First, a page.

Thursday, April 29, 2010

What Were They Thinking

I don’t like the politics, the homophobia or the pedophilia of the Boy Scout Organizaiton. Those aspects of the organization are jingoistic, intolerant and immoral. Now they have proven the organization to be down right ludicrous. Boys can earn merit badges for things such as archery, carpentry and canoeing and the many things of that ilk that we associate with Scouting, but now, dum ta, ta dumb, they can earn one for PLAYING VIDEO GAMES.

What were the executives of the organization thinking when they decided to give out a merit badge for sitting on the couch playing video games? I thought Scouting was about being out doors and science and helping old ladies across the street, not being a couch potato. Actually I thought it was about everything that couch potatoes are not.

I guess I’m just getting old. My children constantly tell me that childrearing isn’t want it used to be. I’ll say not!

I'm Boycotting AZ

I am so thankful that my husband chose to retire rather than to transfer to AZ! What is up with those people? First they did not want to observe Martin Luther King Day and now they want to lead us down the road to a national identity card. If you think such a card would not have a computer chip in it, think again. When I think of people having to produce identification randomly I think of Nazi Germany—and by the way Homeland Security sounds a lot like the Fatherland and always has.

We are a nation of immigrants and if we need reforms on immigration instead of harassing people who may well have been born right here and therefore will have to prove they are Americans. That’s not acceptable. I know that other countries have identity cards, but we aren’t other countries. We are a nation of immigrants where people have historically come to make a fresh start. Why not make it easier for them to come here legally?

No, Mexicans are not going to take jobs that Americans could have. Americans are too spoiled to be picking fruit and vegetables, cleaning motel rooms and mowing lawns. Yes, we do need immigration reform, but passing laws designed to target aliens and intimidate voters is not the way to go. I have a son whose father came here from Iran as a teenager. He went to college, applied for a green card, and became a naturalized citizen. My son was born in Castro Valley, CA, but he has a Persian name and dark hair and eyes. After 9-1-1 I truly worried that Bush would round up all the Arabs and Persians and put them in concentration camps ala Roosevelt and the Japanese-Americans. South Carolina’s Congressman Barrett (R) attempted to have all Iranians deported earlier this year.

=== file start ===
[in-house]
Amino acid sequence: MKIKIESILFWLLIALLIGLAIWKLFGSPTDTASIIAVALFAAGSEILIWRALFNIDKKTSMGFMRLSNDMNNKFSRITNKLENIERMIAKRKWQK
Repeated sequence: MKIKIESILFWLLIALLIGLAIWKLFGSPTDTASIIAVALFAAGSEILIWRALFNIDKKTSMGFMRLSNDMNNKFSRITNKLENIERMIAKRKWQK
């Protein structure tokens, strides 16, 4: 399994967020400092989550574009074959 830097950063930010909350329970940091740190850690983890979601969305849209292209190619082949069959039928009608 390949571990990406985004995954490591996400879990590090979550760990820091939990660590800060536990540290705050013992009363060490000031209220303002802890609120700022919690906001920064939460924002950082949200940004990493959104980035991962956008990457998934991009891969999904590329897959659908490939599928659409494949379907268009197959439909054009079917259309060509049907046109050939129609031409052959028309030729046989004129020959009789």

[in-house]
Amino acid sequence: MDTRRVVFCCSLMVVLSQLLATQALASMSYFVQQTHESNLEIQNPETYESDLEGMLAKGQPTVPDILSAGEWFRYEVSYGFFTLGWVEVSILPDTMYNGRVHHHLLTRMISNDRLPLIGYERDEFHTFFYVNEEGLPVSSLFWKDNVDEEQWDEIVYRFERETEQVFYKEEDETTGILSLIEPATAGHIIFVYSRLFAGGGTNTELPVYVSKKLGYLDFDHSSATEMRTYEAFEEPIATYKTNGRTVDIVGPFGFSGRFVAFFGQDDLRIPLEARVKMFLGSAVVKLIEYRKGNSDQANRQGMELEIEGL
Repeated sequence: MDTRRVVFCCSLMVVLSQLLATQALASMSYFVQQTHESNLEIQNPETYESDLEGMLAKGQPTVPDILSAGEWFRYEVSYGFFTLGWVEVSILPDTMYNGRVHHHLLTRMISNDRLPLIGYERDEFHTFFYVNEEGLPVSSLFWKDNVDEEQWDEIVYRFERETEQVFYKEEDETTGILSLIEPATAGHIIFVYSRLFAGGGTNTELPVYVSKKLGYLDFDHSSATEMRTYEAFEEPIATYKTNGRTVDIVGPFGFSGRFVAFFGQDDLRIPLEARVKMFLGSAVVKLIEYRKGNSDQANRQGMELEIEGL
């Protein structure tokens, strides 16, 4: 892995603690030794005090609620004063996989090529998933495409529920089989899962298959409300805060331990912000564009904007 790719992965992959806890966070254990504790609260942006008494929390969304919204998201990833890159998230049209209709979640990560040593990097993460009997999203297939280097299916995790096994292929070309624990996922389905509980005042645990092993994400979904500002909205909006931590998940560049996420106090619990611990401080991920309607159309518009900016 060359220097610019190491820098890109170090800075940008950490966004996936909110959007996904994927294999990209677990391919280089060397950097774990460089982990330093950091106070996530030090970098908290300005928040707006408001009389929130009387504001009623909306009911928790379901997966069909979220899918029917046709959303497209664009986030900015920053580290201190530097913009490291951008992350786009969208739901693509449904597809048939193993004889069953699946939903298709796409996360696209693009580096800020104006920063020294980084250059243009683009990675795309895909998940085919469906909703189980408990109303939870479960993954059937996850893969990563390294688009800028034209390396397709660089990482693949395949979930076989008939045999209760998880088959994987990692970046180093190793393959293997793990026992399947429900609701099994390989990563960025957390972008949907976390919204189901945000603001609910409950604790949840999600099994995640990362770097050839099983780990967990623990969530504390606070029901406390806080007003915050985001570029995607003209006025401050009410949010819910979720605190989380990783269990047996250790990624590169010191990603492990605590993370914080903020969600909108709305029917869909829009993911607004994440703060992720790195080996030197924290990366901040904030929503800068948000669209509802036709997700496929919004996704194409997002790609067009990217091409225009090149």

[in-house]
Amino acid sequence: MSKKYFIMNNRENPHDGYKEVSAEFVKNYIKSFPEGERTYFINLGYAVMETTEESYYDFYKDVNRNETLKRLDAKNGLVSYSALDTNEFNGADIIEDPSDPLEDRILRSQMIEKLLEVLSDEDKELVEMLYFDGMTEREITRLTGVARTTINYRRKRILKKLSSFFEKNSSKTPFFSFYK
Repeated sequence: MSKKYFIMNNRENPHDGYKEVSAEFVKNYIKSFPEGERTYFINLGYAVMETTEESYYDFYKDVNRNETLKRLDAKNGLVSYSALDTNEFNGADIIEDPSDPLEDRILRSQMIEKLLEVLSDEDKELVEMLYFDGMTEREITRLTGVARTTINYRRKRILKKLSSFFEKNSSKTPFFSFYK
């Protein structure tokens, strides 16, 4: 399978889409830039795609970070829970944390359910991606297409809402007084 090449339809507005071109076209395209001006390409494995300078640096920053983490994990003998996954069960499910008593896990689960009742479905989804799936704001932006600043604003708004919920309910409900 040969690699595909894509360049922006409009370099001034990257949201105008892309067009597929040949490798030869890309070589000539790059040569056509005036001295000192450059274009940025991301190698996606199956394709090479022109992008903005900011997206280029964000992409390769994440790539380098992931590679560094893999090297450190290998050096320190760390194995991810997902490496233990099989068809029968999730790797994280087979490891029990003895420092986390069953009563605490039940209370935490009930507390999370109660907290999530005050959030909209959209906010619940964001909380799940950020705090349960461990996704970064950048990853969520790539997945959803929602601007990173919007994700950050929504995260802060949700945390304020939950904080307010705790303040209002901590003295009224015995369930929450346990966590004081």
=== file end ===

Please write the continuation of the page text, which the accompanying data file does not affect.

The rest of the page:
It is typical during an economic depression/recession for Americans to become more jingoistic and look for scapegoats for their distress. Sending all the illegal Mexicans back to Mexico will not improve our economy. Quite the reverse. And I have no wish to be forced to prove that I was born in Kansas. I will not be buying anything from or visiting AZ anytime soon.

Wednesday, April 14, 2010

Buddy Can You Spare a Dime?

Since the beginnings of civilization society has had those individuals who for one reason or another find it necessary to ask—beg—for help from those more capable of making their way in life. They have always been with us. During hard economic times even more so. They make us uncomfortable and we’d rather they be invisible so we don’t have to think about them. We pass laws against panhandling as though we can outlaw homelessness and poverty. Tacoma has tried it with the result that the beggars came to Gig Harbor. Gig Harbor prefers to keep those things invisible or on the other side of the Narrows Bridge.

Up until recently there have been three or four individuals (never more than two at one time) standing at the intersection of Pt. Fosdick and Olympic Drives holding signs asking for help. Since the appearance of an article on the phenomenon in the Peninsula Gateway, Gig Harbor’s weekly newspaper, they have disappeared. Did they all get jobs? Were they all run out of town on a rail? Are they in the bushes behind Safeway where homeless people, some of them Tacoma ex-gang members, have lived for several years?

I don’t have a problem with panhandlers or beggars. It reminds me that we are not doing enough to care for each other. If I’m not the one driving and we are stopped at the intersection I will give them a $5 bill. No one need feel obliged to give money to these people, but our family firmly believes that there are people for whom it is just impossible to hold a job. Most of us would not even want to attempt to employ them. Does this mean that they just deserve to starve or die from the elements? I don’t think so. The fact that people are in a position where begging has become their only option speaks to our failure as a society to care for our own. The way we outlaw poverty is to provide support for these people not pass laws that attempt to make them invisible.